This required hastiness is especially more important considering the recent increase in the recruitment, radicalization, and deployment of children by Boko Haram. According to a new UNICEF report, there is now a 200 per cent increase in the use of children as suicide bombers, with 27 children deployed in the first quarter of 2017 alone; against nine during the same period in 2016, and 30 altogether in 2016. These anticipated quickened actions from our government, must be backed with continuous effective communication with relevant stakeholders, so that the silence that seem to now be the order of the day (except when an event occurs), is not construed as an outright neglect of our girls. We should also not forget updates on the welfare of the 24 rescued girls. It is dangerous to leave the public to guesses, assumptions, or individual permutations in periods like this, as such fosters untrue narratives, unconfirmed reports, and misdirected actions.

Hence, while Nigerians pray, and parents keep hope alive, added to a sustained advocacy, there’s some ray of light from three corners: ongoing military actions, negotiations, or a combination of both. Leading this is primarily that of the Nigerian government, backed by the international community.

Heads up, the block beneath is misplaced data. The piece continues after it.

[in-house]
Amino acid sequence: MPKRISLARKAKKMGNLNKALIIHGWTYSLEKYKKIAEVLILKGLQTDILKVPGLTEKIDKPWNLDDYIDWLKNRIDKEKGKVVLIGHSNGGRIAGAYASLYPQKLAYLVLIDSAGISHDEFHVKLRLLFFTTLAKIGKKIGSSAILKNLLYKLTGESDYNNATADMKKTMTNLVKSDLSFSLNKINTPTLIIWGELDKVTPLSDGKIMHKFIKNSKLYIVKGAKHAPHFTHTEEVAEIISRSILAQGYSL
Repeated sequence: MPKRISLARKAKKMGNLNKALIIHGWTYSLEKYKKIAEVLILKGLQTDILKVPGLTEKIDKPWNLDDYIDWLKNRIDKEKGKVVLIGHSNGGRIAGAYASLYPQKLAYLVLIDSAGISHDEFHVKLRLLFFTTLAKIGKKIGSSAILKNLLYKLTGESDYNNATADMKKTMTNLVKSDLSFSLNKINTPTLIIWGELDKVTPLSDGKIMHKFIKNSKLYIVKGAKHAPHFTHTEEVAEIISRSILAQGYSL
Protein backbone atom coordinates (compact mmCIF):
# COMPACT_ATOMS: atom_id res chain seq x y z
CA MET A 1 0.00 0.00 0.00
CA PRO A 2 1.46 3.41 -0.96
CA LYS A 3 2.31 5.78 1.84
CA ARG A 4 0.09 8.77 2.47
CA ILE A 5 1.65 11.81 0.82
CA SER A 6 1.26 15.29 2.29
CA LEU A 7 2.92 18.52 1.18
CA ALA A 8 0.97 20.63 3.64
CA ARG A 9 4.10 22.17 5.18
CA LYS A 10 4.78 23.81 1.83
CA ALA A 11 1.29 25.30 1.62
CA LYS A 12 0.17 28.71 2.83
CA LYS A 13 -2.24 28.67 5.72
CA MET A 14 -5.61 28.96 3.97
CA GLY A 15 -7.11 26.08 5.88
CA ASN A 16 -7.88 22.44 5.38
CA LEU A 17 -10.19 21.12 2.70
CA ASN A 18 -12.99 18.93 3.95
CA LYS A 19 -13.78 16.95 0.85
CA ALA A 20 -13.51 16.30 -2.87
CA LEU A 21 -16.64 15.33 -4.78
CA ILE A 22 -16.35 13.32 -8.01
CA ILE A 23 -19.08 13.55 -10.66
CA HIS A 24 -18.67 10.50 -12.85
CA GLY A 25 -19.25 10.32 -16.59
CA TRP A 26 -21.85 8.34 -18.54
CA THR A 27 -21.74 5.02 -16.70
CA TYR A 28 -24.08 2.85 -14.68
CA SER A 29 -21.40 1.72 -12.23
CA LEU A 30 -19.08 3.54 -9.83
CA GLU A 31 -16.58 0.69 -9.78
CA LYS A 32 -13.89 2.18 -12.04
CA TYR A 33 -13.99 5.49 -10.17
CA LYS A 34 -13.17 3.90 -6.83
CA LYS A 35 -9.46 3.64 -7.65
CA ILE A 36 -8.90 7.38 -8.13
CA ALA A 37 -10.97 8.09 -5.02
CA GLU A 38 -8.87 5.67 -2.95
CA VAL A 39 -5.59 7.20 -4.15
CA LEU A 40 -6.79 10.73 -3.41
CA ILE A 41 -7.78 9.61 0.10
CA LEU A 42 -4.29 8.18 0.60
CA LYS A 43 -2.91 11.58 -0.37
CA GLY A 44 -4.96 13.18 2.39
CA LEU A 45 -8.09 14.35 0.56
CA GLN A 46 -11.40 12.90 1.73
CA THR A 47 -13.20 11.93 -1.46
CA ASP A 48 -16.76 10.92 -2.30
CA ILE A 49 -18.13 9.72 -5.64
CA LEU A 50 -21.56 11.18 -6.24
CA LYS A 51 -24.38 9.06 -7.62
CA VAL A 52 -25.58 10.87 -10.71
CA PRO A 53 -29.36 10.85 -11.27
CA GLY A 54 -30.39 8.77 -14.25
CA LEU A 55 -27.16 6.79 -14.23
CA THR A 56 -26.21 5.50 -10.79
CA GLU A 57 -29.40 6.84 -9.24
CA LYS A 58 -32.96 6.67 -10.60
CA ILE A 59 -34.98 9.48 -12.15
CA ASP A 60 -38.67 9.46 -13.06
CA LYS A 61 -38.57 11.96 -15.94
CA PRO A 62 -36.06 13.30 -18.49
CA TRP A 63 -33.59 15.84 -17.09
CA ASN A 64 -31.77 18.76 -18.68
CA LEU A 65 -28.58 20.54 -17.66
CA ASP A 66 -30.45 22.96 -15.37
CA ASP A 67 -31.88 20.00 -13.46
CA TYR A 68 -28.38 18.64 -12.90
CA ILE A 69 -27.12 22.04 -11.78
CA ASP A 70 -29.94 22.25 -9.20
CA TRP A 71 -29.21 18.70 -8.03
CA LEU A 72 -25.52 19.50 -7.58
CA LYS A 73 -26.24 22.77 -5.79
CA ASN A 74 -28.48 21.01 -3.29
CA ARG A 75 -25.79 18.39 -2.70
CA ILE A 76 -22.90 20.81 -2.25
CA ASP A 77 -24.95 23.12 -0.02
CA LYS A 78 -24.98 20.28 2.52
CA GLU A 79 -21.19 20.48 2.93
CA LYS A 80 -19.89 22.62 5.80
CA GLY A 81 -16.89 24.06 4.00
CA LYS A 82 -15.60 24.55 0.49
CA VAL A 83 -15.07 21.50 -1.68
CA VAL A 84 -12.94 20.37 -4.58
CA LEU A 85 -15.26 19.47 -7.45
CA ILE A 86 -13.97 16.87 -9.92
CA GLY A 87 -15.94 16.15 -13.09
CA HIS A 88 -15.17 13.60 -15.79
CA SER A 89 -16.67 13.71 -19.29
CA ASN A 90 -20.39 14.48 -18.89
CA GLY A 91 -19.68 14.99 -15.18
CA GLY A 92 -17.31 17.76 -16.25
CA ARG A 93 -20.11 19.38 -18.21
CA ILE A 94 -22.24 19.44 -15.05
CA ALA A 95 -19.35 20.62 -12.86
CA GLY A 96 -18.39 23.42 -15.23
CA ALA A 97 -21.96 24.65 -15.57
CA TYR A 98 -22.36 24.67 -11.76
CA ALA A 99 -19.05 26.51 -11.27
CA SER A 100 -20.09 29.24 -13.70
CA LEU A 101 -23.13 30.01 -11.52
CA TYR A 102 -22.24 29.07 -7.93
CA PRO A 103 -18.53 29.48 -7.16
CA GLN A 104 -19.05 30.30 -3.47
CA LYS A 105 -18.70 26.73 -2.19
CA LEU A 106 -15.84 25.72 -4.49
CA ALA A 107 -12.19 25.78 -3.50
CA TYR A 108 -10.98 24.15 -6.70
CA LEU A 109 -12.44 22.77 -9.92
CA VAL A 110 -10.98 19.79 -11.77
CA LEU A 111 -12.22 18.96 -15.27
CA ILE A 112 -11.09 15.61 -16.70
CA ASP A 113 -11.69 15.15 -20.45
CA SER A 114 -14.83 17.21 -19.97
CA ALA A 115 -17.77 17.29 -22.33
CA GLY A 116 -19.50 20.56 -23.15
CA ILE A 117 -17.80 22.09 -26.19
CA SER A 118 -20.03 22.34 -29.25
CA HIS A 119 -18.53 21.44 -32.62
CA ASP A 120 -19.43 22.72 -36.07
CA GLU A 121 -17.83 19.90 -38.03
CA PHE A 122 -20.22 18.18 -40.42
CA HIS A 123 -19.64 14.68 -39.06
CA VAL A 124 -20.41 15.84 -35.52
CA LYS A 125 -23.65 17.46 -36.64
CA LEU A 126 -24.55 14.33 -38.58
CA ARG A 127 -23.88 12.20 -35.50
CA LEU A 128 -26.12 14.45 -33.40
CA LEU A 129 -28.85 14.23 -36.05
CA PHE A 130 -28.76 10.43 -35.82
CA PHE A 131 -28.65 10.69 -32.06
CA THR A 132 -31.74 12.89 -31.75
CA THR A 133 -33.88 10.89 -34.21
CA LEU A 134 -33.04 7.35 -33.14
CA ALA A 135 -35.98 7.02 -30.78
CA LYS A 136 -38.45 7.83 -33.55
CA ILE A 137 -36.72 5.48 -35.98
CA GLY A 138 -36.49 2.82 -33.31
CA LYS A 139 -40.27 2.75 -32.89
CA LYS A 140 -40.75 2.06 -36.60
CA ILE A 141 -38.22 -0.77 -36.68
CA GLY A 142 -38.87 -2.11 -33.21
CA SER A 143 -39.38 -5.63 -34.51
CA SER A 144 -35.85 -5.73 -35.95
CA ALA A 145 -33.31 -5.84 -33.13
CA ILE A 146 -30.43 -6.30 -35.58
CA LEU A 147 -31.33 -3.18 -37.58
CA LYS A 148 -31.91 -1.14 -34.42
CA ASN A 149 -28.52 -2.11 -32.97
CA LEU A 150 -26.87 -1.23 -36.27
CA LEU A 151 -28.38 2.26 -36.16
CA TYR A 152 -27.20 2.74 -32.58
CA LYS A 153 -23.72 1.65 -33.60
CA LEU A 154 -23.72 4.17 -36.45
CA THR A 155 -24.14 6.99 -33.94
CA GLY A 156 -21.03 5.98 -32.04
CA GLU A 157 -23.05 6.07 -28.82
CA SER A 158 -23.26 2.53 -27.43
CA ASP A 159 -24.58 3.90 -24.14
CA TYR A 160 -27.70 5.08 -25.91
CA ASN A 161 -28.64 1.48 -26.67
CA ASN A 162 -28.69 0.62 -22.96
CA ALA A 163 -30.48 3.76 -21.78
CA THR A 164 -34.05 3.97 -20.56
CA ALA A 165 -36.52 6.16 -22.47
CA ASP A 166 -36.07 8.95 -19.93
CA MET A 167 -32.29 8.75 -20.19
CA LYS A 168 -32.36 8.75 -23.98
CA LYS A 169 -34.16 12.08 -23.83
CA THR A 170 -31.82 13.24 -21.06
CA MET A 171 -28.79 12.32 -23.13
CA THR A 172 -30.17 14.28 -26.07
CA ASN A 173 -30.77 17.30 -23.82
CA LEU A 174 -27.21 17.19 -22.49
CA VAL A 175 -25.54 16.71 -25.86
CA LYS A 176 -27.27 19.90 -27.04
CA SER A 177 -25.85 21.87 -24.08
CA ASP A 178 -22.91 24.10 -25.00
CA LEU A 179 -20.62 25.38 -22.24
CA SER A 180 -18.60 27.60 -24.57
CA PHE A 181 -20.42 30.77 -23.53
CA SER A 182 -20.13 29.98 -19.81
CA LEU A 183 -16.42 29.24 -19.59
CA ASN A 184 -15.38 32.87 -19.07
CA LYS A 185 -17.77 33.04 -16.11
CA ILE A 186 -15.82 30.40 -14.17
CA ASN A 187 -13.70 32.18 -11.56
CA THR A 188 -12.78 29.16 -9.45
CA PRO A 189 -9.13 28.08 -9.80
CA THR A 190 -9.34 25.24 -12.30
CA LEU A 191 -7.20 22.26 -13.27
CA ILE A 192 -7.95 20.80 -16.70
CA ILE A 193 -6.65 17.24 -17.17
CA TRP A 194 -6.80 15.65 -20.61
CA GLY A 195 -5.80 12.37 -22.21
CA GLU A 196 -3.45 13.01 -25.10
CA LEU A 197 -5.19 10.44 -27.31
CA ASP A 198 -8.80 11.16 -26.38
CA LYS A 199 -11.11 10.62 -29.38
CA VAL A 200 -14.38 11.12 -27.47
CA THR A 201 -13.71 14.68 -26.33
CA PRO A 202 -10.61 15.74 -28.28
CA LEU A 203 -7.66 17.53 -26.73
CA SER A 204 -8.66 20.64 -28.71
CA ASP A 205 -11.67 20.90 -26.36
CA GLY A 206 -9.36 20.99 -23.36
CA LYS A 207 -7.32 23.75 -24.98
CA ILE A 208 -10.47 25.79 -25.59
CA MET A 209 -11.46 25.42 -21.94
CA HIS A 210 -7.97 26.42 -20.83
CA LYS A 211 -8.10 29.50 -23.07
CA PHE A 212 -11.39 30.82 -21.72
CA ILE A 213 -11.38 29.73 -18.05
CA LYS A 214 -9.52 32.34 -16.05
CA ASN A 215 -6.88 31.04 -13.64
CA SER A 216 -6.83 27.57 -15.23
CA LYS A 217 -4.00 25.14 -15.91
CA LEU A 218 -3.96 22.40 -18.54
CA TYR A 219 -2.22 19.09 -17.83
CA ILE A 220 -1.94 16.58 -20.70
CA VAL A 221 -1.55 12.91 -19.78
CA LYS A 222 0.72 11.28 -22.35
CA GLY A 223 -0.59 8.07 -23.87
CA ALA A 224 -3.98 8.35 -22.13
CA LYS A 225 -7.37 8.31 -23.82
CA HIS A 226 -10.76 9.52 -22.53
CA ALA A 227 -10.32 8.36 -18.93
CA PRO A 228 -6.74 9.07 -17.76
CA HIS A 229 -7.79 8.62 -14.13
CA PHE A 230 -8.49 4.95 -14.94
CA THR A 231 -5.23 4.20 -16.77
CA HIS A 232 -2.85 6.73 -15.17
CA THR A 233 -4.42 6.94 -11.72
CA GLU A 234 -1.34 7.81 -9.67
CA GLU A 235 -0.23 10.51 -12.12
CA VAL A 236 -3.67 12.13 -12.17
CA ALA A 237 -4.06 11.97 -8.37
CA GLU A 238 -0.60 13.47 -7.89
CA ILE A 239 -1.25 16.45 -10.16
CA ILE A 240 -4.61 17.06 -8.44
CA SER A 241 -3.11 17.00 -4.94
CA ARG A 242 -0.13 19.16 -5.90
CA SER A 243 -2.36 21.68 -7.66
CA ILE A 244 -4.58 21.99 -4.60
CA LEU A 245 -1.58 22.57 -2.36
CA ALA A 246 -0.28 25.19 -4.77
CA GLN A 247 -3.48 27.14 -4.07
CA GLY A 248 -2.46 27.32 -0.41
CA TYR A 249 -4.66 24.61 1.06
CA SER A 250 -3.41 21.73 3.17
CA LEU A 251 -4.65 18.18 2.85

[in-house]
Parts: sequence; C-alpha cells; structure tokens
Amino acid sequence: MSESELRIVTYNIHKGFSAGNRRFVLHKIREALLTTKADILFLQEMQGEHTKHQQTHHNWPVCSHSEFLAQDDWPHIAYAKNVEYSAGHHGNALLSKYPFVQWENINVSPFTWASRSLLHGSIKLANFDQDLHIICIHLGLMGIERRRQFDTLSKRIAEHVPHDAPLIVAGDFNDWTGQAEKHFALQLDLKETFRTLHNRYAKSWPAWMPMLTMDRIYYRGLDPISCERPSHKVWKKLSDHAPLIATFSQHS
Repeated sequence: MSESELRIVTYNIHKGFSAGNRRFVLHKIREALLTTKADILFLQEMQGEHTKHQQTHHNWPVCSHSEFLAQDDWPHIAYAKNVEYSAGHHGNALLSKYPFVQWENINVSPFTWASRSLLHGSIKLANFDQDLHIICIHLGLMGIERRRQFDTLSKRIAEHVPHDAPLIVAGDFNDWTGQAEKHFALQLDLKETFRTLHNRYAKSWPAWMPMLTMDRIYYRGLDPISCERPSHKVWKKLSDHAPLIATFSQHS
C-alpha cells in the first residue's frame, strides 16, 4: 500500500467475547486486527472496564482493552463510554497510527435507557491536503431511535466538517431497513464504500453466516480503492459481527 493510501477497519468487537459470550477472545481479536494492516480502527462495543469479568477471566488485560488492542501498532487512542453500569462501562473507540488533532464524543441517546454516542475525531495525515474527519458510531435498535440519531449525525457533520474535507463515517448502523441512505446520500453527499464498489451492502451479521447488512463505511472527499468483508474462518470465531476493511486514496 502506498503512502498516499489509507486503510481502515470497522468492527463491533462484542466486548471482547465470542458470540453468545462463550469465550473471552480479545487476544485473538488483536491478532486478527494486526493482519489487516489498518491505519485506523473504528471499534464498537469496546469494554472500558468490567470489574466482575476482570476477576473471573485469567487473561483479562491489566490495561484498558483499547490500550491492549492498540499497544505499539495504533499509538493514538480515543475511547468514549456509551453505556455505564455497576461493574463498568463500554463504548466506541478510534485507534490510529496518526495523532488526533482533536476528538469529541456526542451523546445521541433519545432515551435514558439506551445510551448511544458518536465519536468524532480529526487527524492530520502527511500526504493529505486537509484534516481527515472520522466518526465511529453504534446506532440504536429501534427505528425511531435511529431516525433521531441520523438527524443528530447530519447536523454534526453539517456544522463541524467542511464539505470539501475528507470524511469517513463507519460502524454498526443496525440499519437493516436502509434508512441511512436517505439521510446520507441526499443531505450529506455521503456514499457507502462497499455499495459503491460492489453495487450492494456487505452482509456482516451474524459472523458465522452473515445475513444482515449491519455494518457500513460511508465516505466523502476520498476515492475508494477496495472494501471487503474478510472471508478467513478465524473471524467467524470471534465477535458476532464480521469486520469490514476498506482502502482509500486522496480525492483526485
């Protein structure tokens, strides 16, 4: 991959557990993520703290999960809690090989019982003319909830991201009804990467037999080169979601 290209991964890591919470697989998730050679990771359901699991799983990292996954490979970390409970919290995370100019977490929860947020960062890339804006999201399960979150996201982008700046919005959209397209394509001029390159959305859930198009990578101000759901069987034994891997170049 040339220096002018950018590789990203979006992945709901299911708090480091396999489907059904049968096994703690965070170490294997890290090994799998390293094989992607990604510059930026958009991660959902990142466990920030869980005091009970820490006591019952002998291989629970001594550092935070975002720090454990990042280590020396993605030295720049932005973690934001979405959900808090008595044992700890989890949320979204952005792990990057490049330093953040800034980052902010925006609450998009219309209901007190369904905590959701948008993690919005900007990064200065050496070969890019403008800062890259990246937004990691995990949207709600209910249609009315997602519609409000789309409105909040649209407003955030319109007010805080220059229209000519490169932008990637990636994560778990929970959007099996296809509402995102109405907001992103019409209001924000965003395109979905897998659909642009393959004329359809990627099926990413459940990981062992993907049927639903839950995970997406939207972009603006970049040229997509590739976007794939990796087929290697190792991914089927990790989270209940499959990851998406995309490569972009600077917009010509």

A critical analysis of how the 24 girls returned is a pointer to the best option. The three escaped girls retuned singularly at different times with a 6-month interval between the first two, and a two-month gap between the second and the third. A geometric progressive analysis of this, even though lacking a clearly articulated pattern, shows that should we leave our girls to escape one after another, we would wait for donkey years before we have the remaining 195 girls. However, since a single successfully negotiated deal produced 21 girls, more of such deals would bring our girls back in bigger batches until they all return. Hence, while the military continues its work of total clear-out, which, in itself, may lead to having our girls back, negotiations must be continued for it seems to be the angle where the light in the tunnel shines brightest.